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(This article was co-authored by Diana Zavala, a parent with a 9 year old child in New York City Public Schools who works with Change the Stakes and Geminijen, a member of the Anti-Capitalist Meet-up Collective who also taught in the New York City Public Schools).

In Aldous Huxley's sci-fi classic, Brave New World, Huxley explores a dystopian world where the government, for the good of the society, programs citizens to conform to its norms through "repetitive learning" techniques and  ‘soma’, a mind-altering drug, that makes humans compliant with its highly stratified, unquestioning consumer society run by a few elites or "alphas."  If a person either cannot or is unwilling to be programmed, they are cast out of the rational "civilized" society into an area saved for "savages" where the messy human emotional traits of people's suffering and desiring and dissenting are relegated.
This conforms to Marx's concept that a society's educational system is designed to reinforce the dominant economic culture, which in the current capitalist mode of production views people as inanimate commodities whose only usefulness is to promote increased profit for the corporate elite.

Obama’s “Race to the Top” model of educational reform (RTT) is an eerily good fit with both Huxley’s and Marx’s concepts. In response to globalization, Obama’s RTT, in line with the 1999 World Bank education reform model, is replacing public schools with privately run but publicly funded schools where a few students are being educated to become the corporate elites leaving the rest to be minimally educated as the blind consumers and maintainers of the system.

Obama's approach recommends the development of a limited number of charter schools run by private corporations and institutions where the subject content of the schools is nationally standardized and teachers are taught to teach to the tests to indoctrinate the new, more limited number of white collar workers still needed in a global economy into the corporate "new speak." That this is already happening is evidenced by the fact that under the new business model promoted in the charter schools, students are no longer referred to as citizens, but customers and clients. This corporate model is enforced through a system of standardized testing and “accountability”.

Just as Huxley’s Brave New World used  ‘soma’ and repetitive ‘sleep learning’ to program and indoctrinate the populous, our new educational regimen of mandatory testing uses the element of repetition and standardized testing from early learning  through high school to the same end. However, it is not the "success" of the individual  student these tests are intended to measure.  The tests are used to determine and label how well a student conforms to the dominant culture.

As in Brave New World, the Race to the Top educational model uses these techniques to repress any democratic dissent or critical thinking. If students, teachers, parents or school districts question these norms, or refuse to get with the program, schools will lose funding, a teacher may be laid-off or fired for being ‘unsatisfactory’, and a child may be denied promotion or access to a “good” school (i.e., end up among the "savages"). Thus the stratification of society is reinforced by the use of testing.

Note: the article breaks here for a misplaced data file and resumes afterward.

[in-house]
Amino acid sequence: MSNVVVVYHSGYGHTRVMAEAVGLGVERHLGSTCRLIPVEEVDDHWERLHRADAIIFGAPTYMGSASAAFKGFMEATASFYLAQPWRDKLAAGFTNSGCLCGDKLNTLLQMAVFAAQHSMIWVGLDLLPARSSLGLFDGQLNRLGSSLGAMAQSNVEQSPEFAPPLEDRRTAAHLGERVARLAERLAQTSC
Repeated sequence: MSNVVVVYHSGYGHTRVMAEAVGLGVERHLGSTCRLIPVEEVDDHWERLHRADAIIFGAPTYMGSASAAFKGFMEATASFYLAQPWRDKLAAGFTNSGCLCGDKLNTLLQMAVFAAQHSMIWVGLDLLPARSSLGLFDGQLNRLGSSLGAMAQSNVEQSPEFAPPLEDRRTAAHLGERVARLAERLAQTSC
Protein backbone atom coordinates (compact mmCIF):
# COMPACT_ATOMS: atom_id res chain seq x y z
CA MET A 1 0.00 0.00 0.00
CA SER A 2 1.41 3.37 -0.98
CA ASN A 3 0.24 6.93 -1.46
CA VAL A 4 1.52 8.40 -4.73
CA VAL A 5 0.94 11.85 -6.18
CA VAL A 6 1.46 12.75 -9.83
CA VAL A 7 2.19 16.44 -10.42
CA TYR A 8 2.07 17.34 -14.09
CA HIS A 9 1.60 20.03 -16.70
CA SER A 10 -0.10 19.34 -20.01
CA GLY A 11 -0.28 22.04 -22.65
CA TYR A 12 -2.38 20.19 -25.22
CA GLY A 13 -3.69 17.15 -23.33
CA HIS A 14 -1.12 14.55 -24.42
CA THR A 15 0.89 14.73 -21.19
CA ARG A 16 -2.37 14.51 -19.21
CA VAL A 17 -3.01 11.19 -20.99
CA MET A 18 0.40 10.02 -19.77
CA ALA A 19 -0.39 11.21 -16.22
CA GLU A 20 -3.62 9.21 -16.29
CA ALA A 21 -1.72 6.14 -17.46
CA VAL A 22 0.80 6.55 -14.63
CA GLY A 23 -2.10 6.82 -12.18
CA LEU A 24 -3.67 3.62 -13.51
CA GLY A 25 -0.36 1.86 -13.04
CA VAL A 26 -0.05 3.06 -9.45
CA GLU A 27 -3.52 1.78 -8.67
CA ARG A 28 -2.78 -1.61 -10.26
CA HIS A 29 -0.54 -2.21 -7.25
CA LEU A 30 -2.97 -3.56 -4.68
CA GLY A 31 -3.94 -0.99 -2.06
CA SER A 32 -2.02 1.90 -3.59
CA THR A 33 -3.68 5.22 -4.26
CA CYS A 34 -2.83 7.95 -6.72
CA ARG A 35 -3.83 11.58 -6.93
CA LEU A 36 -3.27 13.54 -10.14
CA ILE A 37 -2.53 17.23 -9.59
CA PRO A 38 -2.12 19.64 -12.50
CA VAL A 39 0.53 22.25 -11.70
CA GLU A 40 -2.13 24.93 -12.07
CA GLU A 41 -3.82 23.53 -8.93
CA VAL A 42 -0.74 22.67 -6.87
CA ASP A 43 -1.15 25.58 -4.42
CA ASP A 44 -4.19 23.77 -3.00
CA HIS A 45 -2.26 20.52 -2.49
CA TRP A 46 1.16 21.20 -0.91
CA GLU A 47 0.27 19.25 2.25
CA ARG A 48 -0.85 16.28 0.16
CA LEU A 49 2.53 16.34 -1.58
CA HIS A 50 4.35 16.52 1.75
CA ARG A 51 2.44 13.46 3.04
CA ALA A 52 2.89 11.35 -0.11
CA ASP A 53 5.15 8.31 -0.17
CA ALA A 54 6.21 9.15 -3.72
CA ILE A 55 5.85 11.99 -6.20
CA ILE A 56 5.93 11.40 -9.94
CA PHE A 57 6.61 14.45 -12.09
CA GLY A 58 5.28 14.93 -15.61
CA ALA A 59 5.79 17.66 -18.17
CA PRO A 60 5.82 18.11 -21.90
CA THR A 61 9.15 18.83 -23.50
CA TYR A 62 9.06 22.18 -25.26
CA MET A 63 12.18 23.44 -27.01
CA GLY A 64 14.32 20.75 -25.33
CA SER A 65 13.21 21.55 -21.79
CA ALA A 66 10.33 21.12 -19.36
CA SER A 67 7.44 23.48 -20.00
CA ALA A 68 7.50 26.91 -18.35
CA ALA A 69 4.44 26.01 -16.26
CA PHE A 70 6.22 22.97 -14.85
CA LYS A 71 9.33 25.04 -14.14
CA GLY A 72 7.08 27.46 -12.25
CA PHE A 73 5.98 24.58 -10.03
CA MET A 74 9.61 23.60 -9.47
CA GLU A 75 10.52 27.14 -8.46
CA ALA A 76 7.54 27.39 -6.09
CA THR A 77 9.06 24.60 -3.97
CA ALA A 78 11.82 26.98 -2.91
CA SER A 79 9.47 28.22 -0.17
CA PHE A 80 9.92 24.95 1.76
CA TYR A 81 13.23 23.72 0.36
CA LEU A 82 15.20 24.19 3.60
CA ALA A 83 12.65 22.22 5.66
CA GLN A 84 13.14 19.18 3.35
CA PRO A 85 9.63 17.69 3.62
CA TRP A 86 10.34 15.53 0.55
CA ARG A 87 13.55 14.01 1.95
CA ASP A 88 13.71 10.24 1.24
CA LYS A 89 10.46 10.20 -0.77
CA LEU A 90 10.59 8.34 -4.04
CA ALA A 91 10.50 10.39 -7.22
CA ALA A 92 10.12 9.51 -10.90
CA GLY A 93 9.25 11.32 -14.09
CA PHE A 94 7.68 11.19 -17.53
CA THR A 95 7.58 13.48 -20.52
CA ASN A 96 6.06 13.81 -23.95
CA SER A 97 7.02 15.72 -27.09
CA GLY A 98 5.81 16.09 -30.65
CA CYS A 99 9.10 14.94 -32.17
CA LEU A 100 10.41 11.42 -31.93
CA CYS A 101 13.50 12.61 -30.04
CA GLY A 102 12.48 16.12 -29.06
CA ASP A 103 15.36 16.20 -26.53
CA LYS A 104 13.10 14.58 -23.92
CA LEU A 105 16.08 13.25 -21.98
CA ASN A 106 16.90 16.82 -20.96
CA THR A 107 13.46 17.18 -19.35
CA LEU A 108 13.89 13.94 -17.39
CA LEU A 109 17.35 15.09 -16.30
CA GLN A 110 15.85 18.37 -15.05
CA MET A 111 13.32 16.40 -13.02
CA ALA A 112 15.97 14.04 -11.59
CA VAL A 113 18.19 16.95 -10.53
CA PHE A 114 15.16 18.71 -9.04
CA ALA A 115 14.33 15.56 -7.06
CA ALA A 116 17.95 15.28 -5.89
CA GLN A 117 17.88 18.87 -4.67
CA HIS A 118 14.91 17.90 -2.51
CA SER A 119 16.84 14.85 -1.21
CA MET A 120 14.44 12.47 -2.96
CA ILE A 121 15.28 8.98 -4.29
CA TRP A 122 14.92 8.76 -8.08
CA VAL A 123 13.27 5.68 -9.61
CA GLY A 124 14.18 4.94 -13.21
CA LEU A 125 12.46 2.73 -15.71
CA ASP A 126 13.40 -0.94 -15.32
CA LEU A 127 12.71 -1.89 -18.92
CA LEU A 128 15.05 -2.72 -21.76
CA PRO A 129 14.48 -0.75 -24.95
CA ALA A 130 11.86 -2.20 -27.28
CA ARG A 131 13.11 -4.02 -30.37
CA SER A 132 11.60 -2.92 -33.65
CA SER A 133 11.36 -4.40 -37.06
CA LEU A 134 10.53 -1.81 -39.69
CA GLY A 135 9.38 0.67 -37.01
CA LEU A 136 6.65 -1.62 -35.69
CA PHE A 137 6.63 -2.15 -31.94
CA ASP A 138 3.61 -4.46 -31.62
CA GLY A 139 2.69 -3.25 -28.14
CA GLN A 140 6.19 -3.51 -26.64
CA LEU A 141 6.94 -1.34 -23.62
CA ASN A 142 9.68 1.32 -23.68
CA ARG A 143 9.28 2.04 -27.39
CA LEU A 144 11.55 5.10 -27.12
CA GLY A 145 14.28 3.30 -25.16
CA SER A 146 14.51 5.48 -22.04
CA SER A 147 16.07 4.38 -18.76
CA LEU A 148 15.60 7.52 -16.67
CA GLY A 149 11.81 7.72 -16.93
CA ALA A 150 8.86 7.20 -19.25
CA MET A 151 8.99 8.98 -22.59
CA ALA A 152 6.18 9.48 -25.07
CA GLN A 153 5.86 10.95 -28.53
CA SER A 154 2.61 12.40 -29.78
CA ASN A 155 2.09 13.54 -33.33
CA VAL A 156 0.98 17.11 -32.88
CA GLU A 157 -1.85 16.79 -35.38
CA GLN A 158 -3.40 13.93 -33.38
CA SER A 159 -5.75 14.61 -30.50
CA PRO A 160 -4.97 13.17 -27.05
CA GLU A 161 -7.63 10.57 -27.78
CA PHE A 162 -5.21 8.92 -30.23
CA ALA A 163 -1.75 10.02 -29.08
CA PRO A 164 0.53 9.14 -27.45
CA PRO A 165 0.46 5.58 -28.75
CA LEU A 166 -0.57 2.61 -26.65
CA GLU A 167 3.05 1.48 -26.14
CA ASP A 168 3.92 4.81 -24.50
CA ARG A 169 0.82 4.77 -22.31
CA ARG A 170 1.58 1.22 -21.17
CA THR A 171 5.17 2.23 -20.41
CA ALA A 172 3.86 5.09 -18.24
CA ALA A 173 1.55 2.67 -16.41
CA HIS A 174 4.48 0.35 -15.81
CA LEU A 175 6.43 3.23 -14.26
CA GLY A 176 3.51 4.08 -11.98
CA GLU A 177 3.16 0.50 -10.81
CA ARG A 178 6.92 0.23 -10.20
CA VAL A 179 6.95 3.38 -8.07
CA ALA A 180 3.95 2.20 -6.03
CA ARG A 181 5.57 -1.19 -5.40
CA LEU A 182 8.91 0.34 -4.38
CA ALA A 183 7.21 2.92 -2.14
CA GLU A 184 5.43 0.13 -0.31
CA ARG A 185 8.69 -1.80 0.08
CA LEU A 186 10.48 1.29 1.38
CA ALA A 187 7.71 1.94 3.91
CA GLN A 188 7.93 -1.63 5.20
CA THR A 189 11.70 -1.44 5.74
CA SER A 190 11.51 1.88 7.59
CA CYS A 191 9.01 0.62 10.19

If punitive standardized testing is the stick that is used to enforce the corporate model, the possibility of upward mobility for the individual child regardless of race, gender or economic background is the "soma" used to sell this model to the public. As in  Brave New World, people are told that the programming is for their own good, so that they can compete in the global economy of the 21st century.

Steeped in language of upward mobility and empowerment, rich liberals such as Bill Gates put billions into reassuring people that minority and poor children will receive the same consideration as the children of the rich. All children will begin equal in the race for the brass ring, ignoring the fact that, under this model there will always be only a few winners and  that the Bill Gates’s of the world will not be sending their children to these the schools and – oh yes --  the necessary funds are only available to those who go along with the program.

Instead of working for the collective good of all children, parents and teachers end up fighting each other for the limited number of slots available and available only to those who accept the corporate kool-aid.

An  Educational Model for the "Savages."

Instead of letting the multinational corporations define and use education to control the rest of us, what should education mean to those of us in the system? What is our view of the value of literacy and education?  While education alone cannot create a more egalitarian and humane society, what kind of education can give us the tools to fight the domination of a corporate model that does not have our interests at heart? How can we develop the active critical thinking to question why some people have money and power and others don’t, why individualism and competition is better than cooperation and a collective approach, why teachers shouldn't only teach to the test but include art, music, sports  and literature? Finally, why our work is not valued on its usefulness to society as a whole but what will sell products?  Radical education is not isolated from the real world, but is specifically designed to break the mold of top down education to empower students, parents and the community to act in our own self interest.